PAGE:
Because cars are usually going so quickly coming out of the canyon, there is actually a set of flashing lights about a quarter of a mile before the intersection. If the lights start to flash, you had better start slowing down because the traffic light will be turning red in a few seconds.
As we rolled down the hill gaining speed, our eyes were fixed on that set of lights, willing them to stay dark. We had picked up speed to about 65 mph and successfully passed the not-flashing lights. It appeared to be smooth sailing. Sure enough we coasted right through that intersection without another car in sight. We actually maintained our speed on the straight and level for a lot longer than I thought we would. It appeared that not only were we going to make it further into Brigham City than anticipated, but we were going to have to face a second traffic light obstacle.
We could see the light in the distance, and it was green, but as we got closer, it changed to Red.
I started to panic thinking that we had made it all this way and would have to brake for the very last intersection. Resisting the urge to brake for as long as I could, we continued onward towards the intersection.
We had a brief ethical discussion on whether or not we should run the red light for the purposes of science, seeing as how there were no other cars within sight. Fortunately, just before we reached the point of no return, in the darkness we could see the opposing lights turn to yellow and then to red. Our own lights turned to green just seconds before we went coasting through. It was a pretty close call and was majorly nerve wracking.
We had successfully made it through Brigham City and past the gas stations and now we were approaching the freeway entrance. We knew that the end of our legendary journey was nearing an end as the road began to turn uphill.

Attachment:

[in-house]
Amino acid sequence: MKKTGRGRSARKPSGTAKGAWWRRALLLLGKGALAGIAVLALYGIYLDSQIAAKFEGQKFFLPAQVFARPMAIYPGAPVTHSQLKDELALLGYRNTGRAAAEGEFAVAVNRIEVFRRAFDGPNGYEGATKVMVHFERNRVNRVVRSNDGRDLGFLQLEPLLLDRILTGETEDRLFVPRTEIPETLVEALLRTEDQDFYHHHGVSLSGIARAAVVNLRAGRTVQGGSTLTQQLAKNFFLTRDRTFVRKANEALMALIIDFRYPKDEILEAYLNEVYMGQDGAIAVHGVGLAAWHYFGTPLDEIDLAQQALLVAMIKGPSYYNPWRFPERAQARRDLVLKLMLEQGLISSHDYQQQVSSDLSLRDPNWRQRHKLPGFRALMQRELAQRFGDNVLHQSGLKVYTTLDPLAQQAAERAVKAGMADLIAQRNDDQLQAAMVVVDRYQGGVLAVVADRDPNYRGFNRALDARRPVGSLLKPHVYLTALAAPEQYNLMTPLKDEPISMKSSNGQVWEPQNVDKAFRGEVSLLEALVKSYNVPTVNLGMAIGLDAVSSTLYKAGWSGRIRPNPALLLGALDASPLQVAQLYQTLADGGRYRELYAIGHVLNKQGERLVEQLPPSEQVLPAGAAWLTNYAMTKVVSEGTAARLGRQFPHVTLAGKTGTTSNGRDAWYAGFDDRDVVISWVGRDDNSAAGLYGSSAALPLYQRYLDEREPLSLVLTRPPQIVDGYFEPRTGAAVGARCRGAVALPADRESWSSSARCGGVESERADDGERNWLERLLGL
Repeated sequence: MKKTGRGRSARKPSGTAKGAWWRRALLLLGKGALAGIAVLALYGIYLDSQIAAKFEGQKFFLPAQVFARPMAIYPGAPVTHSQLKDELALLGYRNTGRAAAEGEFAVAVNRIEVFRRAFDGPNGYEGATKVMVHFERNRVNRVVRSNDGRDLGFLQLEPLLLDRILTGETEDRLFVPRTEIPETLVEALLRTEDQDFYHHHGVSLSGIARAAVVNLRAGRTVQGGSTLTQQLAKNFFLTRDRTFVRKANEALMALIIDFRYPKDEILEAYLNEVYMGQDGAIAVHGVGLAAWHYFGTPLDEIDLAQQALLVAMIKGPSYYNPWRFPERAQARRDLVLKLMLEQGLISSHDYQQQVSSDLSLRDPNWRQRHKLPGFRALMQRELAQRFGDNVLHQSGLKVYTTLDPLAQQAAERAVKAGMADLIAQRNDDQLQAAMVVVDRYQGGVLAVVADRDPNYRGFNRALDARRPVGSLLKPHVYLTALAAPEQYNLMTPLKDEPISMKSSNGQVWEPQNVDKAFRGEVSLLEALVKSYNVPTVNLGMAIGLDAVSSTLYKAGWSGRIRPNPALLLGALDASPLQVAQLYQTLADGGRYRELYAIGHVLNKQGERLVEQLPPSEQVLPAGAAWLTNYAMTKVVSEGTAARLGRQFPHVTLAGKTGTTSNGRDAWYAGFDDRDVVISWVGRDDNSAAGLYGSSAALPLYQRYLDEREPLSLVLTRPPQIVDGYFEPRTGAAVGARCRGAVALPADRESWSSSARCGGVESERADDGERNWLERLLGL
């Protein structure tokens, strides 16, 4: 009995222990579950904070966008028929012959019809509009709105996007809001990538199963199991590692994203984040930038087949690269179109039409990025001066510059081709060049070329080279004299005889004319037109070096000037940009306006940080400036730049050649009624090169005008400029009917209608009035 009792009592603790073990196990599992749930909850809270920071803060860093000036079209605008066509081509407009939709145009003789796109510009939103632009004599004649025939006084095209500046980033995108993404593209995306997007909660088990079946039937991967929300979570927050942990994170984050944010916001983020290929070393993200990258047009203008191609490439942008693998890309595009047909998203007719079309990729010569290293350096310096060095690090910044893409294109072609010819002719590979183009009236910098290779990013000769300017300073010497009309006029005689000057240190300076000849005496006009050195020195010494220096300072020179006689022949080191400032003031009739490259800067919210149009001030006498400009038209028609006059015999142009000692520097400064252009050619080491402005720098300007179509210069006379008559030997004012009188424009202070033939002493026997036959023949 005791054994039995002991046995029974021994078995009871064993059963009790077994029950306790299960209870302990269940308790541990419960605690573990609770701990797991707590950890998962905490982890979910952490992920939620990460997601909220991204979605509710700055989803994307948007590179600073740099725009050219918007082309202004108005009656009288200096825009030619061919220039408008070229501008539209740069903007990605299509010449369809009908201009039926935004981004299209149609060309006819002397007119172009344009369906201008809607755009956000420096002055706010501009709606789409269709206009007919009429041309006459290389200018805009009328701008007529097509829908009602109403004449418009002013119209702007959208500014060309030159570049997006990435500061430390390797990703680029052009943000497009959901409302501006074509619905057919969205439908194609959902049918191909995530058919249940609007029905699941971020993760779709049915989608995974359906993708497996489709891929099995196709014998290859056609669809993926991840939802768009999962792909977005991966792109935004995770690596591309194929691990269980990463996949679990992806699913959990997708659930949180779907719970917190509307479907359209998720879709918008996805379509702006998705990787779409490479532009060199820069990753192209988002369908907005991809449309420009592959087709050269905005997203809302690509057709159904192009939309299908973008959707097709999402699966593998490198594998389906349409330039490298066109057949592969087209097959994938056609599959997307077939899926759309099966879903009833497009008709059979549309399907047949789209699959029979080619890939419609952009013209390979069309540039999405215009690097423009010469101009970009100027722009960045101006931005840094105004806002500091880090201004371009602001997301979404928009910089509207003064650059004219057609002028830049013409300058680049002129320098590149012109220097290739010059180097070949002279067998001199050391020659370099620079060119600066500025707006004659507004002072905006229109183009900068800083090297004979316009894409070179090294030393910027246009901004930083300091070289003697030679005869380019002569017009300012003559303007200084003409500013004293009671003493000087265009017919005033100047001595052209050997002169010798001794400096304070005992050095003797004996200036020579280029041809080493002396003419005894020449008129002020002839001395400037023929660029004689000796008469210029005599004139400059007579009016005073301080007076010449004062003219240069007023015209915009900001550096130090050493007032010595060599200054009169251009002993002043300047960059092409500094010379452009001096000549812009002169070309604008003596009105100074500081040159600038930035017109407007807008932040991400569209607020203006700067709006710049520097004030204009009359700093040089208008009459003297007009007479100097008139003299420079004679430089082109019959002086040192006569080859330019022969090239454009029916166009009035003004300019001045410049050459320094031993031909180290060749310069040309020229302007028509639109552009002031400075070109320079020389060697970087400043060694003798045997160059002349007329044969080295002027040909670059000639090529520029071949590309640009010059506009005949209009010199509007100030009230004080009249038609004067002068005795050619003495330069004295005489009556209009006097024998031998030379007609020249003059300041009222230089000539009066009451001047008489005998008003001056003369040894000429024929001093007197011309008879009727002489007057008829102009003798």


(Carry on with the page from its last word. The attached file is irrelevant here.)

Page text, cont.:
With our speed slowly dropping, we speculated on the possibility of reaching the south-bound freeway entrance and actually coasting onto the freeway. As the incline of the road increased, our speed had dropped below 30 mph, but still we kept rolling. We dropped below 20, and then below 10. Now going slower than five mph it was clear that we were not going to reach the south-bound freeway entrance. However, we were only a few car lengths from the north-bound freeway entrance! Inching forwards we finally came to a stop and began to roll backwards with the entire stretch of the north-bound on-ramp directly visible out of the passenger window.
Rejoicing in our powerless victory over those 10 solid miles of highway, we put the car back in gear for the first time in 10 minutes, and accelerated onto the freeway, satisfied with our major achievement.

6 comments:

Anonymous said...

You forget the third obstacle - Mantua's own robo--cop. it is a good thing he was home in bed.

Robby Spratt said...

Hmm, I haven't heard of this Robo-cop. That's pretty cool though, I'd like to learn more about this human cyborg.

Robin said...

Ha ha! When I was up there I had a roommate from Brigham who told me about this theory. I know she has done it before, but I don't think she started as far back into the canyon as you.
Also- you lived in Logan and haven't heard of Robo-cop??

You asked about my old blog- it still exists but I made it private and don't use it anymore. I got weird about blogging a while ago...hmm.....sorry? :)

Robby Spratt said...

Yeah, I seriously hadn't heard of him until after I moved back to SLC...how weird is that. It was just recently that I actually saw him for the first time.
p.s. I'm impressed that you have read this far back in my blog!

p.p.s. I will be even more impressed if you actually read, and respond to this comment on your comment. ;)

Robin said...

Is this a test? Read. Responded.
:)

Robby Spratt said...

Ha ha. Something like that. ;)